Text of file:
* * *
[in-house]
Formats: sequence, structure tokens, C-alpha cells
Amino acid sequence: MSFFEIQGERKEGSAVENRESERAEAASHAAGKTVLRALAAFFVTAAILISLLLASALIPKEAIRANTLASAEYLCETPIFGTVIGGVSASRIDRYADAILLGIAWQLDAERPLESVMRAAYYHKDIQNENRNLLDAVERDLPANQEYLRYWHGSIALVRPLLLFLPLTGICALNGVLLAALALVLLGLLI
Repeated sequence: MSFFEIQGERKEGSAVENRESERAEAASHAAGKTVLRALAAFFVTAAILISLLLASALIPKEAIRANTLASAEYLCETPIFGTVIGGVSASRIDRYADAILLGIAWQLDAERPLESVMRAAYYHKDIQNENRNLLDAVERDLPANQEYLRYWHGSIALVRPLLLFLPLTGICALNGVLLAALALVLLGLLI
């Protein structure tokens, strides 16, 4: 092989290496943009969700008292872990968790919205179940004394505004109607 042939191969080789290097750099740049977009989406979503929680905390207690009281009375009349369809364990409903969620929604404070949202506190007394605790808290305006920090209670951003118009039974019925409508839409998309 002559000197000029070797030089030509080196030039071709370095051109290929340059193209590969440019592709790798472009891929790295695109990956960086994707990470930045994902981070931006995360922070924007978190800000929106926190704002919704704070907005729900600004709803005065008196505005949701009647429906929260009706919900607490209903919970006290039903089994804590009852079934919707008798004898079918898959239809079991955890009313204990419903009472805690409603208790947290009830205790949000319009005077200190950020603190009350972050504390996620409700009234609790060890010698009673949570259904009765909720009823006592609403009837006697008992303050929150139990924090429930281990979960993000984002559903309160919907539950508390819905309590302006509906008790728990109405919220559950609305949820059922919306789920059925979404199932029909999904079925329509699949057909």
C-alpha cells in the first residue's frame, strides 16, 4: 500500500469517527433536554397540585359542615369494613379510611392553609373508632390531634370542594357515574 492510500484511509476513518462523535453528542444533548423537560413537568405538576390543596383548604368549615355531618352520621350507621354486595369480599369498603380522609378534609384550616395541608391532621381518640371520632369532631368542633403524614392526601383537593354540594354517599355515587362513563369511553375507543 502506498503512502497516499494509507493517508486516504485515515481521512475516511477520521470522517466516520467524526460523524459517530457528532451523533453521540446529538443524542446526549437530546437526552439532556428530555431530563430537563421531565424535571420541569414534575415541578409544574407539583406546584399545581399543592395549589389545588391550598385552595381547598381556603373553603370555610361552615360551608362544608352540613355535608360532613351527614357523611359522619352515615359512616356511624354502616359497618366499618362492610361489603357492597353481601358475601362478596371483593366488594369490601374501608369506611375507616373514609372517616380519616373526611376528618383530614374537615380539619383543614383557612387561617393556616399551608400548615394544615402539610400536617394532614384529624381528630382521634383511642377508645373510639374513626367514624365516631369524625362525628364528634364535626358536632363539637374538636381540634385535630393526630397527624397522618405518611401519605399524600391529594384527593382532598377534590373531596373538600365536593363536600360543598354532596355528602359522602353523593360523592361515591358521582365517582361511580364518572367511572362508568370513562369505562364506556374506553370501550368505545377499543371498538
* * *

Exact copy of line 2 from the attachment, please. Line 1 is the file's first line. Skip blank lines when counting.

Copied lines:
Formats: sequence, structure tokens, C-alpha cells